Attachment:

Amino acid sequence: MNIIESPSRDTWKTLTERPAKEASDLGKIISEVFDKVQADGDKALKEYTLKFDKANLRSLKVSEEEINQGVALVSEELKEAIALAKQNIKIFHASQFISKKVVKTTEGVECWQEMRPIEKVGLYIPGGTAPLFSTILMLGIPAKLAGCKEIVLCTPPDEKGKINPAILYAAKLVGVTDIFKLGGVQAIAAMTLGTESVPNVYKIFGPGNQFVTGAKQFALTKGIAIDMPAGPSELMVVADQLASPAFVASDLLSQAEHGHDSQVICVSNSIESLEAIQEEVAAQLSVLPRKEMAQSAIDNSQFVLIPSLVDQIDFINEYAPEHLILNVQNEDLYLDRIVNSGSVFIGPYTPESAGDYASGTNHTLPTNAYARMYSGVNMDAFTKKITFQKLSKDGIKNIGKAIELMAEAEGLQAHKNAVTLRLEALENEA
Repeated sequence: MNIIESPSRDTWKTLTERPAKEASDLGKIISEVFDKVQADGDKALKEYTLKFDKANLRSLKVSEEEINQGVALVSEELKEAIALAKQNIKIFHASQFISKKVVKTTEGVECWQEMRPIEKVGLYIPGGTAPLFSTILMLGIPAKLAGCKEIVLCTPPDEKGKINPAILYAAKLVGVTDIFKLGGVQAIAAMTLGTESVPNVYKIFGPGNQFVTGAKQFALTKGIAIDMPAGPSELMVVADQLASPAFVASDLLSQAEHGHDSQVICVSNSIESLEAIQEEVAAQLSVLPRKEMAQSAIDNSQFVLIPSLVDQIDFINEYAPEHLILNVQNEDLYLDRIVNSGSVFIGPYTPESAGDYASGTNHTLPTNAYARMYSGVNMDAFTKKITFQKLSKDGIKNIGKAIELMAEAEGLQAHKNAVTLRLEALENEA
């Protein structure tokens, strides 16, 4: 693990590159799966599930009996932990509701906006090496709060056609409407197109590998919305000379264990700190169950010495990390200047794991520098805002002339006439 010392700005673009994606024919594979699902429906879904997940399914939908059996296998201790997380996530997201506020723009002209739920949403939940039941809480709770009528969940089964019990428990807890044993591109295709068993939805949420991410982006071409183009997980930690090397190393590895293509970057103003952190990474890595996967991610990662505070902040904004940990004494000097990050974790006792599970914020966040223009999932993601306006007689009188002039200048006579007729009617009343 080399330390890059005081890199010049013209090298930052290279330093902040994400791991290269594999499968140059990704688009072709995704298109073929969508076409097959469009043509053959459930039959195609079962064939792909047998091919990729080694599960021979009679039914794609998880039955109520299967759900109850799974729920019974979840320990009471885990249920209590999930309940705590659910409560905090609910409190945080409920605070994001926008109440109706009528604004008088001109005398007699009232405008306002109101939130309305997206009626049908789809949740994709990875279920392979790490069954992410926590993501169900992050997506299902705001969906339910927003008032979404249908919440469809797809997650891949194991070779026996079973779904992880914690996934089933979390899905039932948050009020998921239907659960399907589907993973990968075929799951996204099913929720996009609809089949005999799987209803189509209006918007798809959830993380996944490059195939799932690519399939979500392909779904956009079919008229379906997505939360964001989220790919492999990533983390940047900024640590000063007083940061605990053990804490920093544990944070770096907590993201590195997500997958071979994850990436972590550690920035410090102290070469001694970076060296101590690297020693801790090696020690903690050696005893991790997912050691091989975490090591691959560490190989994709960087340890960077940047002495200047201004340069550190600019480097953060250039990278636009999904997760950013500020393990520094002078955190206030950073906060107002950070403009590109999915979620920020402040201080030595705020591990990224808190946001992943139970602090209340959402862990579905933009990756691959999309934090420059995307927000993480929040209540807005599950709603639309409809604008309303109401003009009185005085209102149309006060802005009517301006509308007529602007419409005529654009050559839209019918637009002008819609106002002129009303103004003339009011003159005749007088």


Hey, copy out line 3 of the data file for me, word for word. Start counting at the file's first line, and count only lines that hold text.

């Protein structure tokens, strides 16, 4: 693990590159799966599930009996932990509701906006090496709060056609409407197109590998919305000379264990700190169950010495990390200047794991520098805002002339006439 010392700005673009994606024919594979699902429906879904997940399914939908059996296998201790997380996530997201506020723009002209739920949403939940039941809480709770009528969940089964019990428990807890044993591109295709068993939805949420991410982006071409183009997980930690090397190393590895293509970057103003952190990474890595996967991610990662505070902040904004940990004494000097990050974790006792599970914020966040223009999932993601306006007689009188002039200048006579007729009617009343 080399330390890059005081890199010049013209090298930052290279330093902040994400791991290269594999499968140059990704688009072709995704298109073929969508076409097959469009043509053959459930039959195609079962064939792909047998091919990729080694599960021979009679039914794609998880039955109520299967759900109850799974729920019974979840320990009471885990249920209590999930309940705590659910409560905090609910409190945080409920605070994001926008109440109706009528604004008088001109005398007699009232405008306002109101939130309305997206009626049908789809949740994709990875279920392979790490069954992410926590993501169900992050997506299902705001969906339910927003008032979404249908919440469809797809997650891949194991070779026996079973779904992880914690996934089933979390899905039932948050009020998921239907659960399907589907993973990968075929799951996204099913929720996009609809089949005999799987209803189509209006918007798809959830993380996944490059195939799932690519399939979500392909779904956009079919008229379906997505939360964001989220790919492999990533983390940047900024640590000063007083940061605990053990804490920093544990944070770096907590993201590195997500997958071979994850990436972590550690920035410090102290070469001694970076060296101590690297020693801790090696020690903690050696005893991790997912050691091989975490090591691959560490190989994709960087340890960077940047002495200047201004340069550190600019480097953060250039990278636009999904997760950013500020393990520094002078955190206030950073906060107002950070403009590109999915979620920020402040201080030595705020591990990224808190946001992943139970602090209340959402862990579905933009990756691959999309934090420059995307927000993480929040209540807005599950709603639309409809604008309303109401003009009185005085209102149309006060802005009517301006509308007529602007419409005529654009050559839209019918637009002008819609106002002129009303103004003339009011003159005749007088």